This overlay will constantly adjust his view as he is rotated due to changes in acceleration, to keep the center of his fore display facing the 'forward' direction (ie the way he is accelerating).
Actually, there is a slight translation time here. He can't be instentaniously rotated towards a new point acceleration (there is some time from when he starts firing his port thrusters and when he is rotated within his cockpit so his port frusters are now his aft thrusters). It would also be confusing to have the screen transition immediately to show a different point of view as 'forward' to the pilot, he needs to watch the screen rotate to a new 'forward' direction so he knows where something relevant (like an fighter craft he is chasing) is relative to his new 'forward'. These two issues work nicely together though.
Presumably when he starts to accelerate in a new direction both his physical body and the screens sense of 'forward' will be rotated at the same time. He will see the screen rotating as he 'feels' the rotation, this will help to keep his orientation during the transition between the 'old' forward and the 'new' forward. While he is rotating his tactical display will likely depict an icon (and possible an 'arrow' along with it) that will show him where his new forward is (ie where he is rotating to face) with the icon rotating towards the center of his vision as he is adjusted towards the new forward.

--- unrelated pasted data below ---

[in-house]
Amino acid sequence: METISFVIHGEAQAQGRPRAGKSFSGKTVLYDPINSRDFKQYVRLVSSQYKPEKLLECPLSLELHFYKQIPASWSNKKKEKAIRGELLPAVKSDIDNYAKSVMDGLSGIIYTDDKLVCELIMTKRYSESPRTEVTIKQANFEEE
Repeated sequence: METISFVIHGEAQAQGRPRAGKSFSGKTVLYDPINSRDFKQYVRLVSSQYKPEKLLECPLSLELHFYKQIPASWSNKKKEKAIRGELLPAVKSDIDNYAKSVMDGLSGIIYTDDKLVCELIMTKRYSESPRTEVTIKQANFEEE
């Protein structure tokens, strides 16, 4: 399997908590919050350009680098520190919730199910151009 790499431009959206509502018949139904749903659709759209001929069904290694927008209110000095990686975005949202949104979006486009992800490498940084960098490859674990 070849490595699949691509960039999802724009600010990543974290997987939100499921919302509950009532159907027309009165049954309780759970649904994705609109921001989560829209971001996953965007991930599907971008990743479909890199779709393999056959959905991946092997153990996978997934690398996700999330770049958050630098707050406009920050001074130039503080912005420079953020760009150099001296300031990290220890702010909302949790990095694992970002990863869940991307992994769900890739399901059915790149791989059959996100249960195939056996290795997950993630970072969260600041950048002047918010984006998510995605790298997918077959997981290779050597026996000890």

The Enemy's gate is wherever it happens to be
Notice this makes direction entirely relative, there is no absolute direction, I can't tell you that the enemy gate is down with this approach. The enemy gate was fore a minute ago, now it's aft, sone it's port/fore/up etc. I don't consider this a problem. You don't really care about an aboslute position, all you care about is where you are relative to key tactical points and/or threats.
If were assuming a hectic close range space battle (again, probably not realistic in real life, but implied to be the case in your world) then things are changing all the time. Enemy crafts are moving around you, they are never at the same place twice. Unlike Ender's game there was no final destination you're headed to and that your done once you reach. You may think of your enemy capital ships as 'down', but your fight isn't over just because you reach them, your just fly past them and rotate around for another pass at them after all. Nothing is really 'down'. All you care about is where you are relative to the things you want to be relative to.